Is the notion of a "double-dip" recession purely a figment of pundits' imagination? Speaking in Montana yesterday, Berkshire Hathaway (NYSE: BRK-A)(NYSE: BRK-B) CEO Warren Buffett took it to the bears, stating:

I am a huge bull on this country. We will not have a double-dip recession at all. I see our businesses coming back almost across the board... I've seen sentiment turn sour in the last three months or so, generally in the media; I don't see that in our businesses. I see we're employing more people than a month ago, two months ago.

This is the third in a series of economic pronouncements Buffett has made during this crisis, and so far, his record has been good:

March 3, 2008: "By any common sense definition we are in a recession. Business is slowing down. We have retail stores in candy, home furnishings and jewelry; across the board, I'm seeing a significant slowdown." Nine months later, the NBER -- the official arbiter of recessions in the U.S. -- confirmed that the economy had entered into recession in December 2007.

Mid-September 2009: "I think the odds are very much against getting significantly worse. [The economy] has sort of plateaued at the bottom right now." The third quarter of 2009 was the first quarter of positive GDP growth, following four quarters of contraction.

Bullish? Yes, but...
With that said, I'd separate Buffett's woolly "I'm a huge bull" statement from the rest of his comments, which are genuinely useful. I'm a huge bull on this country, but the question is: Over what timeframe? We may well skirt a double-dip recession, but that won't wipe away the notable weakness of this "recovery," nor the subpar growth we can expect for several years.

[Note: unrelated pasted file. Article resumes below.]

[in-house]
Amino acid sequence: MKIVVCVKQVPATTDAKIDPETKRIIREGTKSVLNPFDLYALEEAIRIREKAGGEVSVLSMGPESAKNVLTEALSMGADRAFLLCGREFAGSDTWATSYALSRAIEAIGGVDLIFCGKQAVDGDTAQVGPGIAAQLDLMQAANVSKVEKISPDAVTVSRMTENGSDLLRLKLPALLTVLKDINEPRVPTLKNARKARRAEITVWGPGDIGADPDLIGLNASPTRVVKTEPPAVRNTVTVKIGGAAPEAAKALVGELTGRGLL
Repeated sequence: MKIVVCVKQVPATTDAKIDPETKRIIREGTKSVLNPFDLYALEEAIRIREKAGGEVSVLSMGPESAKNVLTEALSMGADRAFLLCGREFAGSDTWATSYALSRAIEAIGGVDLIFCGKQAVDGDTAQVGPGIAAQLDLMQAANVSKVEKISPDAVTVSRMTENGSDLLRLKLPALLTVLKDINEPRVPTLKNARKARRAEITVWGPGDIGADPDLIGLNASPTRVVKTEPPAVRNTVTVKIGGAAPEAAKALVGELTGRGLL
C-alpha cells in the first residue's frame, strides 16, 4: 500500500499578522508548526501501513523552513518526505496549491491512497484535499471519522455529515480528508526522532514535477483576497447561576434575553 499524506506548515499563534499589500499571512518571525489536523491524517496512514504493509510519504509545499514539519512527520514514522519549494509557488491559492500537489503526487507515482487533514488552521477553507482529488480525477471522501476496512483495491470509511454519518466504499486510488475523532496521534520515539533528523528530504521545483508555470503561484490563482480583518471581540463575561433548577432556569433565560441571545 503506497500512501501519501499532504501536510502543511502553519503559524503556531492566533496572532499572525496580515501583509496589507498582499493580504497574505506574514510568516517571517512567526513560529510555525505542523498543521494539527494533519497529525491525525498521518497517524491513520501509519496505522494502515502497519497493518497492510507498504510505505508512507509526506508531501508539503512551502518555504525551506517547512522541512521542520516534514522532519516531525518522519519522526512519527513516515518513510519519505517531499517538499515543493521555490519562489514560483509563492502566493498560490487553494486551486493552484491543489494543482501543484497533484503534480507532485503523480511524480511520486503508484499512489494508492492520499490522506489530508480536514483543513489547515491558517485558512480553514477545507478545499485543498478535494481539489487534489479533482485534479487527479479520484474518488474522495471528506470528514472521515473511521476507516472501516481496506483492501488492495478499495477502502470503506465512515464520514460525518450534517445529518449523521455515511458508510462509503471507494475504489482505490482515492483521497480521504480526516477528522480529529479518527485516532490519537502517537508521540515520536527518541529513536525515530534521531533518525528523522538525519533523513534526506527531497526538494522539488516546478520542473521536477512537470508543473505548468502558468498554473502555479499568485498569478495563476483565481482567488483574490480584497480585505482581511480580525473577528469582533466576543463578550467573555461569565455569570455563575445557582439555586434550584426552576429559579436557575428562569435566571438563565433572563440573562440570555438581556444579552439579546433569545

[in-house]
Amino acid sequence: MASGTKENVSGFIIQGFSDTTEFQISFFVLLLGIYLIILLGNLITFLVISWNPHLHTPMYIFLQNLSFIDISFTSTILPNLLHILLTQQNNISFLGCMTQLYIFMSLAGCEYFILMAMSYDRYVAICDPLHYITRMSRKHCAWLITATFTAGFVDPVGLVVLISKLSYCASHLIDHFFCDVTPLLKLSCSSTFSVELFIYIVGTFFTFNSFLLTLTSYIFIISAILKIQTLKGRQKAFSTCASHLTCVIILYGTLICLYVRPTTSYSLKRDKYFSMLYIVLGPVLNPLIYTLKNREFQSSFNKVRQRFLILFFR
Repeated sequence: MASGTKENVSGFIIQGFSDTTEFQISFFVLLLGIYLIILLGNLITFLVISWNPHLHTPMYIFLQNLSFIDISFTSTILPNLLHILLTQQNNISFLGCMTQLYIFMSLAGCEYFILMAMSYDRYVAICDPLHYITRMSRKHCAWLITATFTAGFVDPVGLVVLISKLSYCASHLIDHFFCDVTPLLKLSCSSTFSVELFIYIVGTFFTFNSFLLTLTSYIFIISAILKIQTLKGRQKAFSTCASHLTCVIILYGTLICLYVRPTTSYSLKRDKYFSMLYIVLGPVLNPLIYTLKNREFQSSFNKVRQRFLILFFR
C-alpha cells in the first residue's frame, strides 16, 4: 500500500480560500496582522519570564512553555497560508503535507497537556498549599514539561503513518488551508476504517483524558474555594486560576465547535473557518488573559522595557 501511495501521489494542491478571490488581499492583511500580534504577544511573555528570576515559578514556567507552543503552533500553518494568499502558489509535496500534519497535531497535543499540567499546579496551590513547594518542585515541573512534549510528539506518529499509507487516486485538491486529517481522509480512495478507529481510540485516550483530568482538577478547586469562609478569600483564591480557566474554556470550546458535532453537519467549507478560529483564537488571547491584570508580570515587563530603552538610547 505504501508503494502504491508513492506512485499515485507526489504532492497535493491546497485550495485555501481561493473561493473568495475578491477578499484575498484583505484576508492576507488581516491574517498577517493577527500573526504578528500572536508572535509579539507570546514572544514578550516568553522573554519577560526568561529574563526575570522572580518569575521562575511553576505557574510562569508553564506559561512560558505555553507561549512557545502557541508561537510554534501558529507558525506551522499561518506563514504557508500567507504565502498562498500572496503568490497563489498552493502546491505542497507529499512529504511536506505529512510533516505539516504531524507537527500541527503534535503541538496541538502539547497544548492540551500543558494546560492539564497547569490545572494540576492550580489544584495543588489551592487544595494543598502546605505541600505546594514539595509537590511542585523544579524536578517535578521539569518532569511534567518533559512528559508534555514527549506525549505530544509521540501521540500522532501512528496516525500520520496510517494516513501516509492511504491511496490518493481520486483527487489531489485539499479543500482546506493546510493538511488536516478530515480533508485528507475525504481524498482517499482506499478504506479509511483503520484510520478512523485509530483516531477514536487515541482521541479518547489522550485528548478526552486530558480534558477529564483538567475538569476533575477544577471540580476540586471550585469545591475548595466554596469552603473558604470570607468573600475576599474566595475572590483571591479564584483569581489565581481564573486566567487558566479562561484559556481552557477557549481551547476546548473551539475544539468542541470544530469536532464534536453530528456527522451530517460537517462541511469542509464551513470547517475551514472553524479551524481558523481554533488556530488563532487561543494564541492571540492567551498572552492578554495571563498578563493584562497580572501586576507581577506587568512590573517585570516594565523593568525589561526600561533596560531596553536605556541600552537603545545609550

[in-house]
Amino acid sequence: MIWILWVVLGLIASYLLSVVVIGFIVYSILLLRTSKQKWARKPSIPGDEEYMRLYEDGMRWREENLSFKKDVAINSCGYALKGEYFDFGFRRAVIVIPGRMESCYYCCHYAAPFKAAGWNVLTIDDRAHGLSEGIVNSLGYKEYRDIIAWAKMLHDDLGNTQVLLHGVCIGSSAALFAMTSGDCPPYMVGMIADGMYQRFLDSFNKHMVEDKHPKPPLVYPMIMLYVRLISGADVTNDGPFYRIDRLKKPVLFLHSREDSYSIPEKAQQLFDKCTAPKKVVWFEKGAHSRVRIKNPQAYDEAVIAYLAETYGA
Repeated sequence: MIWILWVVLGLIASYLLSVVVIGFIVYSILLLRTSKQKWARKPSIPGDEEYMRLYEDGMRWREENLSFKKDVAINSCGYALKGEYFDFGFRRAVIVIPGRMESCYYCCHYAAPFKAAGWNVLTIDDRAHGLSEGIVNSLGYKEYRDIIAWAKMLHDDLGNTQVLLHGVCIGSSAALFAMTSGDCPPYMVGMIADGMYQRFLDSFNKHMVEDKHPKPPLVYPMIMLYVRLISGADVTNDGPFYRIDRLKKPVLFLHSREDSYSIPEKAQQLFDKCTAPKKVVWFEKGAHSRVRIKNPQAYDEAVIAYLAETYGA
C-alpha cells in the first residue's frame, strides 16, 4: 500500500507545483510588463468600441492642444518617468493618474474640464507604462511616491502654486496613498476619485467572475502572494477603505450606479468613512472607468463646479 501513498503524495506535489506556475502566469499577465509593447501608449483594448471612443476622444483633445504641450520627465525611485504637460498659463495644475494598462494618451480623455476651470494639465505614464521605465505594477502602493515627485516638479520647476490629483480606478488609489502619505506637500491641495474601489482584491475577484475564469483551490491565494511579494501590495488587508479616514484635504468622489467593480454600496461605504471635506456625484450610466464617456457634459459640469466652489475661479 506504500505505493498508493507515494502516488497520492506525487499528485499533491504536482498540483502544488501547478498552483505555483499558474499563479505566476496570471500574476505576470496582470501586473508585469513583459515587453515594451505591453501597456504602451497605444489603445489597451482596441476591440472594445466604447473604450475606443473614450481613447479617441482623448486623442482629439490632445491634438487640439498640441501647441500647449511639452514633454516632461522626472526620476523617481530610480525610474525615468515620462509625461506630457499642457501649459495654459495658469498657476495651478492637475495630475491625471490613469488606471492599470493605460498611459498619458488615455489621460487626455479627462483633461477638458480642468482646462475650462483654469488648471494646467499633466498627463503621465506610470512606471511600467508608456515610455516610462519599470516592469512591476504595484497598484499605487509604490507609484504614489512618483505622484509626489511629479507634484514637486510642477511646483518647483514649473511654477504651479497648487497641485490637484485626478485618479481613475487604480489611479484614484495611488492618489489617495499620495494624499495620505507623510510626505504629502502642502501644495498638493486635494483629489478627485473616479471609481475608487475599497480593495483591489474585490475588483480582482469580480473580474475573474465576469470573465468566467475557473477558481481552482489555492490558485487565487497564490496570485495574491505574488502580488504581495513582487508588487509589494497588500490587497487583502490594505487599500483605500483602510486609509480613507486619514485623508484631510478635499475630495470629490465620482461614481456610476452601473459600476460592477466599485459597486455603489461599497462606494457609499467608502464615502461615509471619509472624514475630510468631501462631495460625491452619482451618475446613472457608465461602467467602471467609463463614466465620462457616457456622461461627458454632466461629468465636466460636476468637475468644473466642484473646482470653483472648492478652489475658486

The U.S. is not alone
Furthermore, the U.S. does not operate in a vacuum. We are currently witnessing renewed signs of strain in the European financial system; a major flare-up in Europe's sovereign debt/ banking crisis could certainly trigger a global slump.

"Defensive" remains the watchword
There are plenty of reasons to be a long-term bull on the United States (as well as reasons for real concern). In the immediate future, I think investors would do well to maintain a defensive posture by favoring high-quality companies, particularly those that pay a healthy dividend. In fact, these are the very sort of stocks that Buffett likes to own in Berkshire Hathaway's portfolio, including Coca-Cola (NYSE: KO) (dividend yield: 3%), Procter & Gamble (NYSE: PG) (3.2%), ExxonMobil (NYSE: XOM) (2.9%) and Johnson & Johnson (NYSE: JNJ) (3.6%).

In this market, dividends will be a major component of future stock returns -- and right now, dividend stocks are cheaper than ever.

Berkshire Hathaway and Coca-Cola are Motley Fool Inside Value recommendations. Berkshire Hathaway is a Motley Fool Stock Advisor pick. Johnson & Johnson, Coca-Cola, and Procter & Gamble are Motley Fool Income Investor choices. The Fool owns shares of and has written covered calls on Procter & Gamble. Motley Fool Options has recommended a diagonal call position on Johnson & Johnson. The Fool owns shares of Berkshire Hathaway, Coca-Cola, and ExxonMobil. Try any of our Foolish newsletter services free for30 days.

Fool contributor Alex Dumortier has no beneficial interest in any of the stocks mentioned in this article. True to its name, The Motley Fool is made up of a motley assortment of writers and analysts, each with a unique perspective; sometimes we agree, sometimes we disagree, but we all believe in the power of learning from each other through our Foolish community. The Motley Fool has a disclosure policy.